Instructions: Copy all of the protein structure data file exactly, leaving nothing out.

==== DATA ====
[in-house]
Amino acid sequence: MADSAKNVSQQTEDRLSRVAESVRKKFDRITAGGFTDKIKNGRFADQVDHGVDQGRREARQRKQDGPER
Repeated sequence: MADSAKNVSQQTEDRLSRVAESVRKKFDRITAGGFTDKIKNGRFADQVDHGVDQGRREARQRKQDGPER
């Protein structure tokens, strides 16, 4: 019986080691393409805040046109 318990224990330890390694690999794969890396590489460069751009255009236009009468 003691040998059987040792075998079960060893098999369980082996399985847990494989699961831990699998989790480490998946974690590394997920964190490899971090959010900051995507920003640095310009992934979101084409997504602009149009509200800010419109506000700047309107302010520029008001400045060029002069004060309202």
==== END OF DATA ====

[in-house]
Amino acid sequence: MADSAKNVSQQTEDRLSRVAESVRKKFDRITAGGFTDKIKNGRFADQVDHGVDQGRREARQRKQDGPER
Repeated sequence: MADSAKNVSQQTEDRLSRVAESVRKKFDRITAGGFTDKIKNGRFADQVDHGVDQGRREARQRKQDGPER
């Protein structure tokens, strides 16, 4: 019986080691393409805040046109 318990224990330890390694690999794969890396590489460069751009255009236009009468 003691040998059987040792075998079960060893098999369980082996399985847990494989699961831990699998989790480490998946974690590394997920964190490899971090959010900051995507920003640095310009992934979101084409997504602009149009509200800010419109506000700047309107302010520029008001400045060029002069004060309202």